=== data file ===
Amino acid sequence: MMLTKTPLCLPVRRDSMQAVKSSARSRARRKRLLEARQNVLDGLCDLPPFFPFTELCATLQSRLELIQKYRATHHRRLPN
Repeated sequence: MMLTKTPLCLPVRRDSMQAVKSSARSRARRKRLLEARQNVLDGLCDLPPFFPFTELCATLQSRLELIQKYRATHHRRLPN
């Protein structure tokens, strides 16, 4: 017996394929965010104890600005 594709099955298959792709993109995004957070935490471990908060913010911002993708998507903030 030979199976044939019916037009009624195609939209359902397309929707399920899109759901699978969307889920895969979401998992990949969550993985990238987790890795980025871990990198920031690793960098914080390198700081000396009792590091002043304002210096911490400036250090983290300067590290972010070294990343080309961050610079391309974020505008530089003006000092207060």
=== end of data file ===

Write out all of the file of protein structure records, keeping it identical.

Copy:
Amino acid sequence: MMLTKTPLCLPVRRDSMQAVKSSARSRARRKRLLEARQNVLDGLCDLPPFFPFTELCATLQSRLELIQKYRATHHRRLPN
Repeated sequence: MMLTKTPLCLPVRRDSMQAVKSSARSRARRKRLLEARQNVLDGLCDLPPFFPFTELCATLQSRLELIQKYRATHHRRLPN
């Protein structure tokens, strides 16, 4: 017996394929965010104890600005 594709099955298959792709993109995004957070935490471990908060913010911002993708998507903030 030979199976044939019916037009009624195609939209359902397309929707399920899109759901699978969307889920895969979401998992990949969550993985990238987790890795980025871990990198920031690793960098914080390198700081000396009792590091002043304002210096911490400036250090983290300067590290972010070294990343080309961050610079391309974020505008530089003006000092207060």